Palestinian officers who beat human rights activist to death released from prison

Last year’s death of Nizar Banat, an outspoken critic of PA corruption, sparked widespread Palestinian protests.

By World Israel News Staff

Palestinian Authority security officers accused of beating to death Nizar Banat, a human rights activist and PA critic, were released on bail despite protests from the victim’s widow, AFP reported on Wednesday.

Fourteen members of the PA’s Preventative Security force were released after prosecutors agreed to their request, filed on Tuesday, to be freed on bail without a court order.

The accused officers cited the spread of COVID in the PA jail where they were being held as grounds for their release.

Banat’s widow, Jihan Banat, excoriated the decision to release her husband’s suspected killers, calling their release “political”.

“If the Palestinian Authority is worried about the spread of the coronavirus, why doesn’t it release all the other prisoners held on charges?”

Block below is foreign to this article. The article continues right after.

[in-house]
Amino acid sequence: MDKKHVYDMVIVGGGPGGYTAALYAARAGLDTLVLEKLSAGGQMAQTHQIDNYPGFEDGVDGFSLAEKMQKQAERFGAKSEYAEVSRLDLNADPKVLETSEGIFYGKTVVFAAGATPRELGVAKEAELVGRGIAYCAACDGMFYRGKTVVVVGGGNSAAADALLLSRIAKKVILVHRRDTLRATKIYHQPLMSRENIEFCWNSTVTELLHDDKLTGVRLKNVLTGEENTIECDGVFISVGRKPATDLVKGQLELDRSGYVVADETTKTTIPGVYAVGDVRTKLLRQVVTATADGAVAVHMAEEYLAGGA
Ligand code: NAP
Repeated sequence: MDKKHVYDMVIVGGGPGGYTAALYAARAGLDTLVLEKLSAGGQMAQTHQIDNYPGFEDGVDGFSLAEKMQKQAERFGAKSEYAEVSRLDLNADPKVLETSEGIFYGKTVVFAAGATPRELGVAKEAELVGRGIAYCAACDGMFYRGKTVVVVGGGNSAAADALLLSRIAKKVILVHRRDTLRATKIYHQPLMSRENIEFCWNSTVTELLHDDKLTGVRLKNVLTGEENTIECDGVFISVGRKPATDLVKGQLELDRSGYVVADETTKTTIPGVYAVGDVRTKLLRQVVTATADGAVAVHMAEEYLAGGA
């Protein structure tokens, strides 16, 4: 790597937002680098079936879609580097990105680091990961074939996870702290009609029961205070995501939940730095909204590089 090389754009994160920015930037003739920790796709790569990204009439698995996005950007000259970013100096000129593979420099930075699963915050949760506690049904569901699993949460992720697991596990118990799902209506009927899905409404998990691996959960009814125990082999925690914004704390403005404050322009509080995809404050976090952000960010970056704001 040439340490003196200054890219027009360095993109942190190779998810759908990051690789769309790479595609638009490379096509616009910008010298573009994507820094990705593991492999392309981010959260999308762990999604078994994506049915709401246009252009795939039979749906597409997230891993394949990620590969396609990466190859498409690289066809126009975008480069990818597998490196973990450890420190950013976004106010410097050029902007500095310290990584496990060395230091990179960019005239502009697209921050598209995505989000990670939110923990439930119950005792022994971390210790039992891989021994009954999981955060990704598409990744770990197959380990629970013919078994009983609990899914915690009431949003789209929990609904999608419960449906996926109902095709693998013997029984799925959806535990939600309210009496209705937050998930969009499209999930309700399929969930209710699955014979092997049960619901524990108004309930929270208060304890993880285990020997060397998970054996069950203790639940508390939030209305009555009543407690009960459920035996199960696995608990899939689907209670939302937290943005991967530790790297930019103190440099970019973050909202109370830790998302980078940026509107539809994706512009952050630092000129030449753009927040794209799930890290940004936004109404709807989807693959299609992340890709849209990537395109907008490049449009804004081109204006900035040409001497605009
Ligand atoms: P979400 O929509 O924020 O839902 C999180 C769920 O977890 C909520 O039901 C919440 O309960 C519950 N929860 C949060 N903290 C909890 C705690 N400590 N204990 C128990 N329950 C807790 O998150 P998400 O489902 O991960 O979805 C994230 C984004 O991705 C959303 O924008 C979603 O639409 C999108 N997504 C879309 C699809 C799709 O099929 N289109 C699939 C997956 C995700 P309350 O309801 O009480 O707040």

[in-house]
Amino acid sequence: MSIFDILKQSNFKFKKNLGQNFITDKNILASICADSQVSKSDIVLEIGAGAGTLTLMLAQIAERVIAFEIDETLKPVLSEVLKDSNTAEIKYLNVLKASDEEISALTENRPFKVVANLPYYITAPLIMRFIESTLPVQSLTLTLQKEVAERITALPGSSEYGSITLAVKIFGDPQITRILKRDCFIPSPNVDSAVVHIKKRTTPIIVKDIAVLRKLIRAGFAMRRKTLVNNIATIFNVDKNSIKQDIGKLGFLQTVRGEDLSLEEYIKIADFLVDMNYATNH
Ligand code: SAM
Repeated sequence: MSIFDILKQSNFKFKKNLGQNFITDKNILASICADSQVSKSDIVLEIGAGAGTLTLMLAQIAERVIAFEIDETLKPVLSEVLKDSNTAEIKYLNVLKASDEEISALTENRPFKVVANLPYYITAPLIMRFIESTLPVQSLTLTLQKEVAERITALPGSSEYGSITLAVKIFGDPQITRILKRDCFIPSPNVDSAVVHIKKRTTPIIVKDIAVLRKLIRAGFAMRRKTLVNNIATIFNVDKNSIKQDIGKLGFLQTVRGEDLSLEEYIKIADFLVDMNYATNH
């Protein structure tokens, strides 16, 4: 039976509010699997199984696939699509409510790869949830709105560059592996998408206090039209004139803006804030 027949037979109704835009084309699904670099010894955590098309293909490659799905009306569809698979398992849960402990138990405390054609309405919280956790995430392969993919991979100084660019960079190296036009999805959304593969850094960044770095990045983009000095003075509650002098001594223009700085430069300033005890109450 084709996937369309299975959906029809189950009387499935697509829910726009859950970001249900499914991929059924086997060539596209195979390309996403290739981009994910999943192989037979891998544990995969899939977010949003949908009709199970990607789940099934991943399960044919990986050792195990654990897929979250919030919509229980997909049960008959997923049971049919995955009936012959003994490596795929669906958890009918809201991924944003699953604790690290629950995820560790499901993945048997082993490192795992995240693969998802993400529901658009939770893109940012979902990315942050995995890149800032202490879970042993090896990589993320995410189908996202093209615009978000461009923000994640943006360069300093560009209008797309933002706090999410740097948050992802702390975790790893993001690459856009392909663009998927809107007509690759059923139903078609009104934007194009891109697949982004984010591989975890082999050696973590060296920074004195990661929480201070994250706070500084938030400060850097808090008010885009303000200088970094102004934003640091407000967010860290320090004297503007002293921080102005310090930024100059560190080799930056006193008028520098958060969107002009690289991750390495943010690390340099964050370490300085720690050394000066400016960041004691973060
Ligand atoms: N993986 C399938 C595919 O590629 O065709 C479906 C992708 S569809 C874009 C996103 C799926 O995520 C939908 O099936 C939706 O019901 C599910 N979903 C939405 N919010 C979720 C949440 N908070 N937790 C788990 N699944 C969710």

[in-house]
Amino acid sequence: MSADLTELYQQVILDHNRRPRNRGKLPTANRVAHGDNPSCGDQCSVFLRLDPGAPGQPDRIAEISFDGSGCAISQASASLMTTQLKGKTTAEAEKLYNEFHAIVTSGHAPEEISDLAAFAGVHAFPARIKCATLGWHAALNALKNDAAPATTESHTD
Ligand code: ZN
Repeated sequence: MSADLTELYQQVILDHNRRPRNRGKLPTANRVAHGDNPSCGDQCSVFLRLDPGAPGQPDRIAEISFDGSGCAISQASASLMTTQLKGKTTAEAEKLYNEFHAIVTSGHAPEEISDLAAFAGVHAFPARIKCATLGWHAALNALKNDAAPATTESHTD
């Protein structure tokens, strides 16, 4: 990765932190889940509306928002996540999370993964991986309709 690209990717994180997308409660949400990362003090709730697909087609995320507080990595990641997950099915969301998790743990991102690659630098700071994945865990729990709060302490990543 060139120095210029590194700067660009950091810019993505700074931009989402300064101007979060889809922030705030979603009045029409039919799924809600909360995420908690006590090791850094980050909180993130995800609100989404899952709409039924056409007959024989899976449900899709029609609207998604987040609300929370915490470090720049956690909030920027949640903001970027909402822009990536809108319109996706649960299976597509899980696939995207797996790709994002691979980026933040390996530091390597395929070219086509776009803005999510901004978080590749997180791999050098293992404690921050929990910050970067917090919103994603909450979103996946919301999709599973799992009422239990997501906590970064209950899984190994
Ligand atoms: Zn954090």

Almost exactly one year ago, Banat, a 43-year-old Hebron resident and chairman of the Freedom and Dignity party, was dragged from his home before dawn and arrested by PA police officers.

Three hours later, the Palestinian Authority announced that Banat had died while in custody.

An autopsy later showed that Banat died less than an hour after he was arrested, and that he had died as a result of blows suffered to his head, chest, and neck.

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Banat, an anti-corruption activist, was a frequent critic of Palestinian Authority chairman Mahmoud Abbas, and had planned to challenge Abbas’ Fatah party in the next PA legislative election.

Relatives accused the Palestinian Authority of carrying out a de facto assassination.

Banat’s death sparked mass protests across the Palestinian Authority and the Hamas-ruled Gaza Strip.

In response to the demonstrations, the Palestinian Authority cracked down on anti-corruption activists, arresting dozens of its critics. As the protests continued, the PA vowed transparency in the investigation of Banat’s death.

The security officers involved are currently being tried in a military court, but some PA legal experts and human rights activists said the trial lacks “legitimate court procedures.”

“The last six months have revealed an intentional procrastination in court procedures with regard to the people accused of killing Nizar Banat,” Majed al-Arouri, a Ramallah-based jurist and human rights advocate told AFP, adding that the decision to free the suspects this week without a court order was “illegal.”